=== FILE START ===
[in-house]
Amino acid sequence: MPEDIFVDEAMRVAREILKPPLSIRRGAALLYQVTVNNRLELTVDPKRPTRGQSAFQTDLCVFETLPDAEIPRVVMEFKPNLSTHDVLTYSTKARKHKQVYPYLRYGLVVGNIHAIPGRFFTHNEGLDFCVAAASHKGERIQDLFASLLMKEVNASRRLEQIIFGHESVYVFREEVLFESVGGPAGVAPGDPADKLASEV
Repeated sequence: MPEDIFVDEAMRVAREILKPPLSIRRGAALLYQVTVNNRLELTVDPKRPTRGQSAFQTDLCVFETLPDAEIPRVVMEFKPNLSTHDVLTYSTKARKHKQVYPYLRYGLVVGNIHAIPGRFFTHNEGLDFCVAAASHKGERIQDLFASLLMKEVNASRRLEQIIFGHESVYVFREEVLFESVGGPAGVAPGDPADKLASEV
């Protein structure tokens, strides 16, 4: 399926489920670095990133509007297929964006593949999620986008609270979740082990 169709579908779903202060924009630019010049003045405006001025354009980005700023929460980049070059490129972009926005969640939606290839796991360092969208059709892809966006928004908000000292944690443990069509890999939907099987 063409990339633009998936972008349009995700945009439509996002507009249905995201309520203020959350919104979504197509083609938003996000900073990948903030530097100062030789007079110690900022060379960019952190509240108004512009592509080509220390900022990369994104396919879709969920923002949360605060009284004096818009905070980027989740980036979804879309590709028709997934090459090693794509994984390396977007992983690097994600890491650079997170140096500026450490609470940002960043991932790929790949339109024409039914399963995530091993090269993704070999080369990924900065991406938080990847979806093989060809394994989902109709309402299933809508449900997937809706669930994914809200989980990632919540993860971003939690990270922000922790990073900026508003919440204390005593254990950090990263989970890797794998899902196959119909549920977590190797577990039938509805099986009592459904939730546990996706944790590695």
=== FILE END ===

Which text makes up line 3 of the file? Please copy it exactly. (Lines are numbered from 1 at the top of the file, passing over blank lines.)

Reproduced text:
Repeated sequence: MPEDIFVDEAMRVAREILKPPLSIRRGAALLYQVTVNNRLELTVDPKRPTRGQSAFQTDLCVFETLPDAEIPRVVMEFKPNLSTHDVLTYSTKARKHKQVYPYLRYGLVVGNIHAIPGRFFTHNEGLDFCVAAASHKGERIQDLFASLLMKEVNASRRLEQIIFGHESVYVFREEVLFESVGGPAGVAPGDPADKLASEV